Some support of that assertion was in evidence when just a few hours before James was on stage at the summit, news broke that Provo-based InsideSales was getting a new round of funding from software giant Microsoft. InsideSales, a predictive analytics company that industry watchers say is worth north of $1 billion, is set for an infusion of $35 million from Microsoft, according to a report by the Wall St. Journal. InsideSales founder/CEO Dave Elkington said the funding will help fuel new strategic partnerships for his company's artificial intelligence-driven platform.

Elkington joined BYU and San Francisco 49ers legend Steve Young on stage Thursday, where the two discussed Young's post-football endeavors as a Bay Area venture capitalist.

Young, who is a Super Bowl champion, member of the NFL Hall of Fame and has the highest career quarterback rating of all time, said he's now been working in venture capital longer then he played football. He offered insights on finding success in the second-chapter of his career, where he is working primarily with tech ventures. Young said he's followed a philosophy of "abundant thinking" that dispenses with looking at things as a zero-sum game, an approach he said has been particularly effective when negotiating venture deals. He also noted that getting guidance from those with experience, like his former 49ers coach Bill Walsh, has been a key to his success.

"In 1991 I almost lost my job," Young said. "In 1992, I was the league MVP. We all need mentors around us to keep from doing stupid things."

Another notable speaker at the Summit Thursday was author J.D. Vance, whose memoir, "Hillbilly Elegy," became a touchstone for political conservatives during the 2016 presidential campaign. Vance has since been involved with a venture capital effort calling itself "Rise of the Rest" that is aiming to provide funding to disruptive companies outside the established tech zones like Silicon Valley and Research Triangle.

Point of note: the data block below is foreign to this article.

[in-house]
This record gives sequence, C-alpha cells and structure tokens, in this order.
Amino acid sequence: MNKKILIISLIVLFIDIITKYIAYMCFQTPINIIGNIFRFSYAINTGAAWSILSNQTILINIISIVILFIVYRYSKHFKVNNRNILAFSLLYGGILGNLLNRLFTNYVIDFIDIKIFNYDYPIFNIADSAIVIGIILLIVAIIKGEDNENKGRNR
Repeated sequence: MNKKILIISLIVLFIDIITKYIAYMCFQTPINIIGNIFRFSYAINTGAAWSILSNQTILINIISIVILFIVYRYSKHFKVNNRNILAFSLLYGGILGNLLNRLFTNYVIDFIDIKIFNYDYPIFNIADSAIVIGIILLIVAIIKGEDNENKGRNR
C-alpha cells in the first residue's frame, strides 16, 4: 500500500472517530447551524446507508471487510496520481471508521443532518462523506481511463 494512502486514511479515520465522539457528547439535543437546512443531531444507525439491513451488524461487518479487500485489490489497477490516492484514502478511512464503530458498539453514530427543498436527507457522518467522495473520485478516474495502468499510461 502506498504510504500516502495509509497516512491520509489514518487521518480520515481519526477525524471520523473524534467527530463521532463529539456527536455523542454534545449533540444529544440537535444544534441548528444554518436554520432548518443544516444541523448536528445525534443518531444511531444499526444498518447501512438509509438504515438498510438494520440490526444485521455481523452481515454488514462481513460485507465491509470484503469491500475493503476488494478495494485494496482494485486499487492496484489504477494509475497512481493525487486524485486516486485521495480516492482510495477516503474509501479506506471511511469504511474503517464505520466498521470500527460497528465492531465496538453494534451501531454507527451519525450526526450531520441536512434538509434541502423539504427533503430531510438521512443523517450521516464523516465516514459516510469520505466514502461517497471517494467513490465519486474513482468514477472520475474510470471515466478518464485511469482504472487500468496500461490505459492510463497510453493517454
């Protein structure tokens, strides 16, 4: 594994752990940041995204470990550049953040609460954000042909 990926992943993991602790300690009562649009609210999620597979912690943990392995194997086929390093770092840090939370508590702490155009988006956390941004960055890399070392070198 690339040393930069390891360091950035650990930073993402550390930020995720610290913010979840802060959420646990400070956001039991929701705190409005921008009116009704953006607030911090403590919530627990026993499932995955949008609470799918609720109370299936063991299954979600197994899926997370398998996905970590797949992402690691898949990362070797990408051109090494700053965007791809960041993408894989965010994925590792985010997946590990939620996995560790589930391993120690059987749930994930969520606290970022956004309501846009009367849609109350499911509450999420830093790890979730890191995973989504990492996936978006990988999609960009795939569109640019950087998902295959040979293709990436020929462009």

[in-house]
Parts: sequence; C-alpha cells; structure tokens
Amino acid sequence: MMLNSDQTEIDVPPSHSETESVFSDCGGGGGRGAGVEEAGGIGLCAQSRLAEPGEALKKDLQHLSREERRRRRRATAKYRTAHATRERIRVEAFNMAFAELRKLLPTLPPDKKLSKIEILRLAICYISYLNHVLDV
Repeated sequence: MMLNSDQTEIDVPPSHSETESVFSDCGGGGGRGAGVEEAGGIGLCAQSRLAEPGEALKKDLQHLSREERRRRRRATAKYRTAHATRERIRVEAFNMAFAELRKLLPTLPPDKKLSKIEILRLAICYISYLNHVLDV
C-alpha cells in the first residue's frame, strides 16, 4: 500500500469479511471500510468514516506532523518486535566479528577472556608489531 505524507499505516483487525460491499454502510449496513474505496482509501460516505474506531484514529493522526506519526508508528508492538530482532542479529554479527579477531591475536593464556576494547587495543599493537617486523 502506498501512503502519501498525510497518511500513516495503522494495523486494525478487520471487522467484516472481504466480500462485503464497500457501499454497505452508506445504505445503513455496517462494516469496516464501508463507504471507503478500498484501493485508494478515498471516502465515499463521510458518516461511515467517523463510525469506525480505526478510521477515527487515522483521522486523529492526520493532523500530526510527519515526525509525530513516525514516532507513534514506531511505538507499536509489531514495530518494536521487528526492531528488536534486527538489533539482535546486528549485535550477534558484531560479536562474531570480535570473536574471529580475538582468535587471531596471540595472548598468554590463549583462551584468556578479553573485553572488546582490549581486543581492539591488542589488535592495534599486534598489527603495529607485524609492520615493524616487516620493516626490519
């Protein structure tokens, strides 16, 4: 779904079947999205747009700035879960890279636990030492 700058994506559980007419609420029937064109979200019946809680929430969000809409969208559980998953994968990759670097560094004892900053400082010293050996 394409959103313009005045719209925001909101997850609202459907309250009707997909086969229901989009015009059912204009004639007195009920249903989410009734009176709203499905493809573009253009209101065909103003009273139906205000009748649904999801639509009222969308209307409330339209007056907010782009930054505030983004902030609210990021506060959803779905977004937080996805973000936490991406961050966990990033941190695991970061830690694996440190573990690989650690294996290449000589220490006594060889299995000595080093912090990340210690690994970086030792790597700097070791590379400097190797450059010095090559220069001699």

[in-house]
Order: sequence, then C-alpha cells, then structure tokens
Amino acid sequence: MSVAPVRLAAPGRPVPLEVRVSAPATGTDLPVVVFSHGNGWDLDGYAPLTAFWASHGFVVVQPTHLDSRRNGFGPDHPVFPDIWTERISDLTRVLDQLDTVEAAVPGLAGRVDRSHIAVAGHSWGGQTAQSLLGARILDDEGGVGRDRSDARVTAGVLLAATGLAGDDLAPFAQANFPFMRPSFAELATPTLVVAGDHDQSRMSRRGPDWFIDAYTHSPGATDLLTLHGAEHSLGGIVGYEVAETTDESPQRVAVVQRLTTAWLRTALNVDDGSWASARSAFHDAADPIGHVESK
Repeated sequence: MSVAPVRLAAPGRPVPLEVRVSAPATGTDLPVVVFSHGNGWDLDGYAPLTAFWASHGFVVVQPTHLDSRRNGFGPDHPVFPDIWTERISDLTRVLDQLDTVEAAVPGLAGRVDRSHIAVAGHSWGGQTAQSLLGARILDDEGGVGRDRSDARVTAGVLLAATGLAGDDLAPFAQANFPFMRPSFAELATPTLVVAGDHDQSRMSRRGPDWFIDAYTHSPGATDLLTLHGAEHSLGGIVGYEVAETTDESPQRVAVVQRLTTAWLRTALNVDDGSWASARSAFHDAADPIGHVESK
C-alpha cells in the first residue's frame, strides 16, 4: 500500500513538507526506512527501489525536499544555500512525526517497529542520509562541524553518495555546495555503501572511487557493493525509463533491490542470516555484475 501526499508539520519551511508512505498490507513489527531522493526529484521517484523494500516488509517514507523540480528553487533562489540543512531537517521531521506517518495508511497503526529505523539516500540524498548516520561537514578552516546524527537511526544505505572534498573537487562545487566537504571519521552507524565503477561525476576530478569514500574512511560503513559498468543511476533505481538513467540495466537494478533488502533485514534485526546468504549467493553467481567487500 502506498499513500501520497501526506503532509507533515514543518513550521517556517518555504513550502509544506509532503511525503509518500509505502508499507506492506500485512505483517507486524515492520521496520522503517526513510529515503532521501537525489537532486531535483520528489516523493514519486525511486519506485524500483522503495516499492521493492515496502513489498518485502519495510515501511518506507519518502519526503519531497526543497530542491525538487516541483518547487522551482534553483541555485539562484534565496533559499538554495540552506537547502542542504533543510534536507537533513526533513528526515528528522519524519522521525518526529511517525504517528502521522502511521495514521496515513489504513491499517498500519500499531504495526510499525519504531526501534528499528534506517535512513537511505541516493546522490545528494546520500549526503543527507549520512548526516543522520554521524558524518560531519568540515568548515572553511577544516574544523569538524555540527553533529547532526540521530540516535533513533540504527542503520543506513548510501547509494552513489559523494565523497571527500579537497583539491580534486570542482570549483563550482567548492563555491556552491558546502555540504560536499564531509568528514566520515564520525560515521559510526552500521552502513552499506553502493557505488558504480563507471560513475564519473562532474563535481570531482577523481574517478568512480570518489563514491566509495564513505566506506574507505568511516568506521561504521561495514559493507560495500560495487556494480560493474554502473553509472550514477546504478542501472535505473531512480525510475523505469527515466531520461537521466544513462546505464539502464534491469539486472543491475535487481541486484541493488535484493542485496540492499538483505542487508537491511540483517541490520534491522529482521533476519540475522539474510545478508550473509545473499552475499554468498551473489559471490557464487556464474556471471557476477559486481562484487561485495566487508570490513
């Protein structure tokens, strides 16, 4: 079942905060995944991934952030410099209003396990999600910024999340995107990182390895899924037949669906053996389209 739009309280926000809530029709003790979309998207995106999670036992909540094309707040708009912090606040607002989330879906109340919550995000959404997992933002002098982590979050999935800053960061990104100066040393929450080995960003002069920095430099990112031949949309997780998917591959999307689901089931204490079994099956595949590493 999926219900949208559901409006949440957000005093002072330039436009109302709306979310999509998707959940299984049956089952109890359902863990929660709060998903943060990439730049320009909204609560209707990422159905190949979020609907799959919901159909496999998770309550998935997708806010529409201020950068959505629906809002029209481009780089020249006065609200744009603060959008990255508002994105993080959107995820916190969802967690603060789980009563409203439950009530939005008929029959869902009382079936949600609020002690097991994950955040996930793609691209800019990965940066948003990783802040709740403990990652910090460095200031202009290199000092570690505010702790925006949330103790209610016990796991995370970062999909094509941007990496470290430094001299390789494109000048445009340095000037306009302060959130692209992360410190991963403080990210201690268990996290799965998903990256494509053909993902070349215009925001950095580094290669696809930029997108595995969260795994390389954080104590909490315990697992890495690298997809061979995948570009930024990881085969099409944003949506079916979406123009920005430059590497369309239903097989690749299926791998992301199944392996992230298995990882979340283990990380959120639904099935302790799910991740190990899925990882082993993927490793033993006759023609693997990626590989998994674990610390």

Vance offered praise for the tight-knit Utah tech community, noting that adversarial environments can end up dragging down both companies and the wider business environments in which they operate.

"Founders and CEOs that become too insular, too selfish, end up suffering and so do the ecosystems they work in," Vance said. "One of the things I've seen in Utah, and that I really like, is the collegiality among tech entrepreneurs. The ecosystems that do well ... recognize they're all playing on the same team."

The Tech Summit continues on Friday with presentations from former Massachusetts governor, two-time U.S. presidential candidate, and likely 2018 Utah senatorial candidate, Mitt Romney; Sen. Jeff Flake, R-Ariz.; President Alice Steinglass and others. Friday afternoon also includes a full slate of breakout sessions on a wide variety of tech-related issues.